[Occipital sinus in patients suspect for dural sinus thrombosis - Case report]


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Clinical Neuroscience

[Physical and electrophysiological aspects of electroconvulsive therapy (review)]


[Personnel and technical conditions for ECT (electroconvulsive therapy) is legally determined. In this article the author reviews studies focused on the technical questions of ECT. After the comparison of the unilateral and bilateral electrode placement an analysis is given on the physical properties of the stimulus used to elicit seizures. After discussing the questions of dose, vaweform frequency and polarity, the anatomical and physiological factors of impedance are evaluated. The author then discuss gender, age and encephalopathy as factors influencing seizure threshold. The connection between symmetry, regularity, and postictal suppression registered on the EEG and efficacy is observed. The EEG and EMG concordance is supposed to be connected also with the efficacy. In the discussion the author gives recommendations based on the literature.]

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Simultaneous subdural, subarachnoideal and intracerebral haemorrhage after rupture of a peripheral middle cerebral artery aneurysm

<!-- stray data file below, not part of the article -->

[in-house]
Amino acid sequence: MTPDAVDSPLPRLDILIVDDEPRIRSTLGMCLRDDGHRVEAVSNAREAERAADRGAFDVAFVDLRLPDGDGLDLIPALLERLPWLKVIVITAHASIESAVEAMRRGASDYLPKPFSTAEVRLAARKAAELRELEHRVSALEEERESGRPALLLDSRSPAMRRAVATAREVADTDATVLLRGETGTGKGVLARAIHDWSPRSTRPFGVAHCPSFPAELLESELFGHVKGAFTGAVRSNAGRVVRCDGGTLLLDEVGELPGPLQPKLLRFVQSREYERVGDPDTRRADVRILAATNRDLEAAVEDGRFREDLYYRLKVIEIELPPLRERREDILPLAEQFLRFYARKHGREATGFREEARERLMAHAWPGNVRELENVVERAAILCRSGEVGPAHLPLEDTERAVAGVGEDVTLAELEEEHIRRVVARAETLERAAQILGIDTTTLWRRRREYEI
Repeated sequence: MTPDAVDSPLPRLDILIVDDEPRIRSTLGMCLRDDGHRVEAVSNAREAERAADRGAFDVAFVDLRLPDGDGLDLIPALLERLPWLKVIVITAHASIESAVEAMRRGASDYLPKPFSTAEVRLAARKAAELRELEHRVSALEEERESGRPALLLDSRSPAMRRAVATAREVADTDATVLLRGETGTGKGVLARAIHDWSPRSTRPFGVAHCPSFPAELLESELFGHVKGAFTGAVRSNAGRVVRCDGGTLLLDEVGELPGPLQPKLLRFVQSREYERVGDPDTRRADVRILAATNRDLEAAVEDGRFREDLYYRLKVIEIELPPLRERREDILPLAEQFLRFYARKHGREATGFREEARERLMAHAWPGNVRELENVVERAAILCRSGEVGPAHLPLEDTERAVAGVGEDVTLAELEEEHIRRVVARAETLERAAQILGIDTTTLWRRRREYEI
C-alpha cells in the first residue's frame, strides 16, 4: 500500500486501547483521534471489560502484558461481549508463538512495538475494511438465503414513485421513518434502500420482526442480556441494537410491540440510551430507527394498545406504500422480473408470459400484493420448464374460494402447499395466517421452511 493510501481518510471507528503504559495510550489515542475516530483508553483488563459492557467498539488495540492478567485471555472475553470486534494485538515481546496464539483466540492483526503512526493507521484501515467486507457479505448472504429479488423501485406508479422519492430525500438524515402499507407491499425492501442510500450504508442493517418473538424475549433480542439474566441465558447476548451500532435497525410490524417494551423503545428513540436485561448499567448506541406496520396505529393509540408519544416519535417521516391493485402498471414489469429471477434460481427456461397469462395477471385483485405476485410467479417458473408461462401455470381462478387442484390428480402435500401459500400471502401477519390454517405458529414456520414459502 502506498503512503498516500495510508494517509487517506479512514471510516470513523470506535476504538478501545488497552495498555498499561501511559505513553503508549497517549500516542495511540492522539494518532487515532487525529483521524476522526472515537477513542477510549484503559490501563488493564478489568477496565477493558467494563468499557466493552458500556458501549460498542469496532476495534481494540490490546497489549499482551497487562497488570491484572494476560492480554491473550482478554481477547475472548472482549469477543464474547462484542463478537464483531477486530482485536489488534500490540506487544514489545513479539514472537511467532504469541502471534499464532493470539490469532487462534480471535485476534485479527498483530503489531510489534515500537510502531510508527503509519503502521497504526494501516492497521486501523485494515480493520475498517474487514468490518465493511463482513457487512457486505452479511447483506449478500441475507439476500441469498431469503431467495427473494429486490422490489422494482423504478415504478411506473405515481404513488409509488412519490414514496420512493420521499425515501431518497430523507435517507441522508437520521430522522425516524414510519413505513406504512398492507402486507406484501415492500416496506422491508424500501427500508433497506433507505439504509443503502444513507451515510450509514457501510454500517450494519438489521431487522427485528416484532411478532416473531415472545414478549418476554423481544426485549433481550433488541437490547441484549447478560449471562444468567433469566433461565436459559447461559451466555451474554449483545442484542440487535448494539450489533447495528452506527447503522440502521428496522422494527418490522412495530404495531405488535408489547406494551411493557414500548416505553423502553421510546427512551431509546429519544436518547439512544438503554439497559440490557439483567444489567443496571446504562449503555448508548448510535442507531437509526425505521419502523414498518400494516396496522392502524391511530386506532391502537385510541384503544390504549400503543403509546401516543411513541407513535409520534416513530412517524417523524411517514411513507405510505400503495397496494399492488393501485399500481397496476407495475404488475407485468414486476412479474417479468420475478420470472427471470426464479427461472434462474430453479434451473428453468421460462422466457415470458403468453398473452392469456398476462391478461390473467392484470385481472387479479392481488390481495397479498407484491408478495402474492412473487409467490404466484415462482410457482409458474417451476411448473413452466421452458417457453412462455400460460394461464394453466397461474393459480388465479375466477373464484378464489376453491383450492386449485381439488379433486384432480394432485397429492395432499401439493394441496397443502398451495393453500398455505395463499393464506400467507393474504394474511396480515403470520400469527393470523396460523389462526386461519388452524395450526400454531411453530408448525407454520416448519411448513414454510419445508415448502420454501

The cause of intracerebral, subarachnoid and subdural haemorrhage is different, and the simultaneous appearance in the same case is extremely rare. We describe the case of a patient with a ruptured aneurysm on the distal segment of the middle cerebral artery, with a concomitant subdural and intracerebral haemorrhage, and a subsequent secondary brainstem (Duret) haemorrhage. The 59-year-old woman had hypertension and diabetes in her medical history. She experienced anomic aphasia and left-sided headache starting one day before admission. She had no trauma. A few minutes after admission she suddenly became comatose, her breathing became superficial. Non-contrast CT revealed left sided fronto-parietal subdural and subarachnoid and intracerebral haemorrhage, and bleeding was also observed in the right pontine region. The patient had leucocytosis and hyperglycemia but normal hemostasis. After the subdural haemorrhage had been evacuated, the patient was transferred to intensive care unit. Sepsis developed. Echocardiography did not detect endocarditis. Neurological status, vigilance gradually improved. The rehabilitation process was interrupted by epileptic status. Control CT and CT angiography proved an aneurysm in the peripheral part of the left middle cerebral artery, which was later clipped. Histolo­gical examination excluded mycotic etiology of the aneu­rysm and “normal aneurysm wall” was described. The brain stem haemorrhage – Duret bleeding – was presumably caused by a sudden increase in intracranial pressure due to the supratentorial space occupying process and consequential trans-tentorial herniation. This case is a rarity, as the patient not only survived, but lives an active life with some residual symptoms.